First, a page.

Never mind the fact that as soon as they get behind closed doors -- they respond to Jesus’ claim that they are trying to kill him by finalizing plans on how to kill him. Who would like a guy like this – that has no problem dropping truth bombs – that you are all sinners in front of all your friends?
No wonder they didn’t want to join the party!
No wonder they weren’t making any noise.
No wonder the rocks were louder than them.
II. Why so Loud?
But the Pharisees were the minority at the impromptu block party. The majority of the people there were shouting his praises and having a blast. Why? Right kind of music? Nope. They also had their reasons:
1) He Treated Bad People the same as Good People.
Take Zacchaeus. (We mentioned him earlier). He probably didn’t have a lot of friends. Stealing from others and working for the IRS are not exactly the best recipe for friendships.) Zacchaeus had a lonely life. A friendless life. A life filled with guilt. No matter how he tried to ask for forgiveness, to change, to invite people over for hot wings and watching the big game – no one came.
No one forgave him.
No one thought he could ever be good.
Except for Jesus.
In fact, that’s exactly why Jesus came to Zaccahaeus’ house. He said, “It is not the healthy who need a doctor but the sick. I have come to seek the lost.” Zacchaeus was lost. Zacchaeus was found.
I bet you Zacchaeus was showing off his best dance moves on the streets of Jerusalem.
This is good news for you.
If you’ve done bad.
If you’ve done wrong.
If you think of yourself as the hussie, the jerk, the manipulative, the heathen, the drunkard, the addict, the homosexual, the one that God could never love! --- Jesus does.
Jesus loves you.
Jesus lived for you.
Jesus died for you.
Jesus wants to be with you.
And he has the power to do something to change you.
2) He WAS God.
Remember the story of the lame man that Jesus told his sins were forgiven?
Remember how people didn’t exactly believe that Jesus could do such a thing?
Remember how they were mad that they were equating himself with God?
Look at Jesus’ response. He said to the crowd of Pharisees:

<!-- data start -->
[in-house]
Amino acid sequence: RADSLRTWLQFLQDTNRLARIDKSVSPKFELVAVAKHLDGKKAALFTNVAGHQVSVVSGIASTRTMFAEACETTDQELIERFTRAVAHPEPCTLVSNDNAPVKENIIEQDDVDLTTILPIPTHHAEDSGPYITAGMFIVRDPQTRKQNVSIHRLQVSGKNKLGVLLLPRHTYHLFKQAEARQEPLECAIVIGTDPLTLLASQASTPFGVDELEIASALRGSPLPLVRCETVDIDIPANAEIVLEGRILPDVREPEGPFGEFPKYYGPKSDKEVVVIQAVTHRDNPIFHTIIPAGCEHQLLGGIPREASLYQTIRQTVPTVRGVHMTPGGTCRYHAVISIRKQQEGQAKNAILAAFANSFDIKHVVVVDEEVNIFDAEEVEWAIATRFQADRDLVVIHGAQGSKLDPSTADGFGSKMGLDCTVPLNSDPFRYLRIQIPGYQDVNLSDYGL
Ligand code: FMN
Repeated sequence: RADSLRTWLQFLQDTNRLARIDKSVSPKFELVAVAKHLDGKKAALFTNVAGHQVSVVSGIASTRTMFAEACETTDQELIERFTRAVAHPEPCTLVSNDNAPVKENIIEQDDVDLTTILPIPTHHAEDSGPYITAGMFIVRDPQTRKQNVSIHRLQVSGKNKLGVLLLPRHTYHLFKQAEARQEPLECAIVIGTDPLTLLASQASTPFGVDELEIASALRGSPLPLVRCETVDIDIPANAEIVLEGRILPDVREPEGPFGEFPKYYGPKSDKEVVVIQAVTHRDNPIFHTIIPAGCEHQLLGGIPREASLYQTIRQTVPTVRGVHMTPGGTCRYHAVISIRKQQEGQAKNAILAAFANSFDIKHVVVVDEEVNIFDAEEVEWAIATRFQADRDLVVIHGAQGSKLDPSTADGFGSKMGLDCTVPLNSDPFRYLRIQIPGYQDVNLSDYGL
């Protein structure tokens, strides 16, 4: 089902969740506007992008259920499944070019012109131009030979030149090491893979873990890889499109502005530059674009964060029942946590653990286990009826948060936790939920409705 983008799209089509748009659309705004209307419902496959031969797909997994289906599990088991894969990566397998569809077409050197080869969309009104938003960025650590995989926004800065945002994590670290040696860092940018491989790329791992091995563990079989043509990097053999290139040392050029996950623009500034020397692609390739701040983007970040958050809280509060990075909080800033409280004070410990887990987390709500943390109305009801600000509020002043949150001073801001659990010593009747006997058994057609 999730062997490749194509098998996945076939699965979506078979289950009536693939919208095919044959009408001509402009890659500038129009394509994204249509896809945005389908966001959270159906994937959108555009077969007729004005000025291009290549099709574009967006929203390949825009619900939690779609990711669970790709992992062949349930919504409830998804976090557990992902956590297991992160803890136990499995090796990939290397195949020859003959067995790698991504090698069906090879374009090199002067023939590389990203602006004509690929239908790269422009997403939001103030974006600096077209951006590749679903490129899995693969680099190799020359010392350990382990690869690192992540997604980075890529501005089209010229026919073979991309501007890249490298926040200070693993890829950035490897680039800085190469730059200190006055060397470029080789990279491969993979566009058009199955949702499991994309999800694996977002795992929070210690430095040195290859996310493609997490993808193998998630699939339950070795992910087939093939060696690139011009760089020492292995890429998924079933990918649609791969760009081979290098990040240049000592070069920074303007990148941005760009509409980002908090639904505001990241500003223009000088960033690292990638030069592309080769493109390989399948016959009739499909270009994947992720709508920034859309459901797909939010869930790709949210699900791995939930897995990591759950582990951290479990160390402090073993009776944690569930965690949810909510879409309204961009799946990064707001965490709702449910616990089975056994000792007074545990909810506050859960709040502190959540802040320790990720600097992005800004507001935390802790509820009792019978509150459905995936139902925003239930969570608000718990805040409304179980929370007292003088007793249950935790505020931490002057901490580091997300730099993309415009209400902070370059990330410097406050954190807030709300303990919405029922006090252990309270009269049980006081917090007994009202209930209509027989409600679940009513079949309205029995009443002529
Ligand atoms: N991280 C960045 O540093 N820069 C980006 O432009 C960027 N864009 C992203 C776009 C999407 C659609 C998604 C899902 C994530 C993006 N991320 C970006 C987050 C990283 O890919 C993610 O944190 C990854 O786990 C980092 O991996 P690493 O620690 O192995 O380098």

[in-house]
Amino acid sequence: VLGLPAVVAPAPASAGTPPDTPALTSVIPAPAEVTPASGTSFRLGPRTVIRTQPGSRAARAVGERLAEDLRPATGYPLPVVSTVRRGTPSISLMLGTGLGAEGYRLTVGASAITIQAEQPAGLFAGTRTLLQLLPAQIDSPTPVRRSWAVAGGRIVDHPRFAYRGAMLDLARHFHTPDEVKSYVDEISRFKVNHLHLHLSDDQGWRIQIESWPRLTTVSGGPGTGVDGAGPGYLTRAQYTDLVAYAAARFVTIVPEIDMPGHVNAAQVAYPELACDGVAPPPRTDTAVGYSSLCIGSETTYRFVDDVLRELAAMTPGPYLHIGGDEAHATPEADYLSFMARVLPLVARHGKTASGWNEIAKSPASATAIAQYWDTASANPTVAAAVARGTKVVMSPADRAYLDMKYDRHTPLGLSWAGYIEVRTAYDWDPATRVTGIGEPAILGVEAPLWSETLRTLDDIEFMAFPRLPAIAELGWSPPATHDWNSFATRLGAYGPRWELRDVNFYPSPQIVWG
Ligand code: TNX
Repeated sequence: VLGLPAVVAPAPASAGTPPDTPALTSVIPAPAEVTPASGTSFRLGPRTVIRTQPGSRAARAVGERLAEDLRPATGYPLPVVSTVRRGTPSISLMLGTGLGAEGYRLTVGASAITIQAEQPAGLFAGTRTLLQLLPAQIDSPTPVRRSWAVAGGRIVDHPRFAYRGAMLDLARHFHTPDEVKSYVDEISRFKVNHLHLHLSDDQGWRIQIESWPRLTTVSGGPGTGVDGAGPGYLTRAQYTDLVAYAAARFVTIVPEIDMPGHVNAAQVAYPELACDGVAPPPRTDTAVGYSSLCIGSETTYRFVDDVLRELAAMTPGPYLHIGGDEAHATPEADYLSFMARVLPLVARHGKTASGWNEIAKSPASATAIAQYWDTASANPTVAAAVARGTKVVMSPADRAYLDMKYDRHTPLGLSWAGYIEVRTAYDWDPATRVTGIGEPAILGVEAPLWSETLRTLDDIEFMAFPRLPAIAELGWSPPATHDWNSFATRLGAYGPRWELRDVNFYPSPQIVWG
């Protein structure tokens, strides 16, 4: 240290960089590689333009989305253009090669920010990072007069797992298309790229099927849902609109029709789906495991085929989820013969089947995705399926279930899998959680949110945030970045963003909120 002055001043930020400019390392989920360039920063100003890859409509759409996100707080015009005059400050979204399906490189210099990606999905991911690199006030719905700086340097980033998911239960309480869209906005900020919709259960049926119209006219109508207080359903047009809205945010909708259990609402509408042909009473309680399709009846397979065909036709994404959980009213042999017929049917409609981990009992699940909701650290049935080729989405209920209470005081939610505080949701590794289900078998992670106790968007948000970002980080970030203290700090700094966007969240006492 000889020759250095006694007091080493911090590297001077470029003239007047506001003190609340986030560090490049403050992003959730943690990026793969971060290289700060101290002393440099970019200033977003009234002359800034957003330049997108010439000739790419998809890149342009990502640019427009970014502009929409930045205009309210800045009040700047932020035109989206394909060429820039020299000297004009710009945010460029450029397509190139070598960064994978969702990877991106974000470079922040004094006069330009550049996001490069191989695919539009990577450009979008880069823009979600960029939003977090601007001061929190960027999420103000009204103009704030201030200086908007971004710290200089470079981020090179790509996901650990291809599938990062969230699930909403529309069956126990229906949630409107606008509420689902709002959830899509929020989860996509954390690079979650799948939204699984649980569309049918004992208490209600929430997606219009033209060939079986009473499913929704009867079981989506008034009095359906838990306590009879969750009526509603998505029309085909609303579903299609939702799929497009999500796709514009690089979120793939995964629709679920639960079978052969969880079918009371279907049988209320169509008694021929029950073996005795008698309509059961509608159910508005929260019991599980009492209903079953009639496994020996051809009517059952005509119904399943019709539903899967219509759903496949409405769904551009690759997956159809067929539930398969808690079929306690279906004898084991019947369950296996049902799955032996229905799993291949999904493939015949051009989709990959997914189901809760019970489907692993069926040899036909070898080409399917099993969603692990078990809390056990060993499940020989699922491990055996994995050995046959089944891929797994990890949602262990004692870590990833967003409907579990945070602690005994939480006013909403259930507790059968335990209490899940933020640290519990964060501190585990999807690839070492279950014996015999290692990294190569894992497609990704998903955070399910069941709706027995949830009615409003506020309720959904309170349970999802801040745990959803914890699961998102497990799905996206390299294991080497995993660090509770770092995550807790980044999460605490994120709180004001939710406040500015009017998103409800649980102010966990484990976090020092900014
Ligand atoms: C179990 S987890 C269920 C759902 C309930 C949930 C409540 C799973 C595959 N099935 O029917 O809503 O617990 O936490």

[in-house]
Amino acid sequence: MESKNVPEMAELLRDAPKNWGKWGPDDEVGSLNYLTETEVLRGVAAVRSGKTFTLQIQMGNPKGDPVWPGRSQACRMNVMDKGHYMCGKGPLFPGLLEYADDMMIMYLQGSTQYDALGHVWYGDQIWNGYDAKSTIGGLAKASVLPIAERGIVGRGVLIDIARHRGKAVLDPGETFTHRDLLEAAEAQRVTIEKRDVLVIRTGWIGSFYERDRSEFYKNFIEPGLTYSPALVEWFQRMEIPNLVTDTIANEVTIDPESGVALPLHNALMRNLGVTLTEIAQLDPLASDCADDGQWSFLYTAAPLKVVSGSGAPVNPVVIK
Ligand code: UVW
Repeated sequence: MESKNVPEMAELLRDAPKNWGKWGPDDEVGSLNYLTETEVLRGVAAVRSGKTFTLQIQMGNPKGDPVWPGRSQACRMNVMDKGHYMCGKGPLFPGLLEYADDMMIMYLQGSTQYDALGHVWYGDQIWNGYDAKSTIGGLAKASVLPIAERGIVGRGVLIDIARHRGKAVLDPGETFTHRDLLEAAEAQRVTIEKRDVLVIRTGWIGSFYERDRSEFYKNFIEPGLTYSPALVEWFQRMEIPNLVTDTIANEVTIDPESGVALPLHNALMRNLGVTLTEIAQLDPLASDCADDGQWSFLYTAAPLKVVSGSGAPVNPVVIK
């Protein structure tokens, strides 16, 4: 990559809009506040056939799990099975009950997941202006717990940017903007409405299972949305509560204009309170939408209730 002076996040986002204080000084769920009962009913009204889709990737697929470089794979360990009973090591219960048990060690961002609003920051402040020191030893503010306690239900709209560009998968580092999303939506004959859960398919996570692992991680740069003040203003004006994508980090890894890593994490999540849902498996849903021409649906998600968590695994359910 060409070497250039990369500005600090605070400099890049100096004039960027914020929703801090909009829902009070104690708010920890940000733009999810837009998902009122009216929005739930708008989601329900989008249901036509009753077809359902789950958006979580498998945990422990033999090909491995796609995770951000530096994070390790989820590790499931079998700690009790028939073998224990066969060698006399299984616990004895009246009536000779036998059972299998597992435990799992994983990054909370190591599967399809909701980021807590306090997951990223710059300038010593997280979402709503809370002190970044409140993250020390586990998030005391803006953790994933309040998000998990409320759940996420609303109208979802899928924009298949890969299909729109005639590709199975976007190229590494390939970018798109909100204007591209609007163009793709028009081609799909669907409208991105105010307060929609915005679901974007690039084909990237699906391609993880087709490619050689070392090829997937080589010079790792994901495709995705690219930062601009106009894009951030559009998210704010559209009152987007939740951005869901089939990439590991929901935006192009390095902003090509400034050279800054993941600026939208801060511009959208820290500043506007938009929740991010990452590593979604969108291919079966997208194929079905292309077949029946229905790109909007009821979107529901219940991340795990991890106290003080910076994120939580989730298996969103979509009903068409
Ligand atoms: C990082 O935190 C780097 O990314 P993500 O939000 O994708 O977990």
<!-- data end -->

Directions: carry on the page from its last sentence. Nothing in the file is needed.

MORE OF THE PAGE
“Which is easier to say: Your sins are forgiven OR get up and walk?”
Answer: Your sins are forgiven. Because I can say it and there’s not any proof in any way that what I just said actually happened. (Sins don’t start flying off of the body nor do you see someone’s heart change from black to bright pink!)
But if you tell someone to get up and walk – who has never gotten up and walked before in his life—he better do it. Or everyone will know you’re a phony.
So…to give people visual proof of the invisible truth?
Jesus turned to the man and said, “Get up. Take your mat and walk.”
And the man does just that.
Visible proof of the invisible truth.
And it’s not the only visible proof.
He made the blind see.
The deaf hear.
The mute talk.
He made storms clouds stop storming.
He made sick people stop being sick.
He made people who were dead come back to life.
The reason people were shouting his name in the streets? Because they had seen these miracles! They knew he wasn’t a phony. They knew he was the Son of God!
They knew he could do what he said he was going to do.
He was going to win them forgiveness.
He was going to restore peace with God.
He was going to bring peace between them and heaven.
He was going to -- and now has – brought peace between you and heaven.
Between you and your God.
3) He Revealed His Plan to Defeat their Evil Plan
Because if you follow the Holy Week narrative – Jesus doesn’t seem ready to defend himself. If he knew the Pharisees were plotting to kill him, why does he go out into the temple courts preaching and teaching in front of their face? Why did he approach the mob that met him in the garden with his hands turned upside down – peacefully ready to be arrested?
It was all a part of his plan.
Because three days after he dies.
Three days after he was silenced.
Three days after the shouts of the party had been replaced with shouts of CRUCIFY…
…A rock shouts Jesus’ praises.
…A rock quakes with the loudness of a magnitude 7.
…A rock rolls away from a grave and screams for the world – for you and me to look inside.
He is not dead. He is alive. – The best visual proof of the invisible, incredible truth.
You have a Savior.
Your Savior won.
Death has been defeated.
By faith in him, you will live in heaven.
III. What Now?
What about you? Are you louder than a rock?
Here’s a rock. Notice – there’s nothing all that impressive about it. I’ve flip it over and over and over again. There is not a mouth on his rock. There is no way for it to shout. No way for it to whistle. No way for it to hoot or holler or even blow a kazoo!
Are you louder than a rock? If you have a mouth, a pair of hands and feet, the answer is yet.
But – the question you need to ask yourself on a week to week basis – Am I louder than the rock about Jesus?
Who mentions Jesus more times on a daily basis? Or are you about the same?
Whose Facebook account talks more about the Savior? You? Or this inanimate chunk of minerals?
Who has said Hosanna more this year? Is it tied at zero? Are you winning by the number of Hosannas that we already mentioned in this service?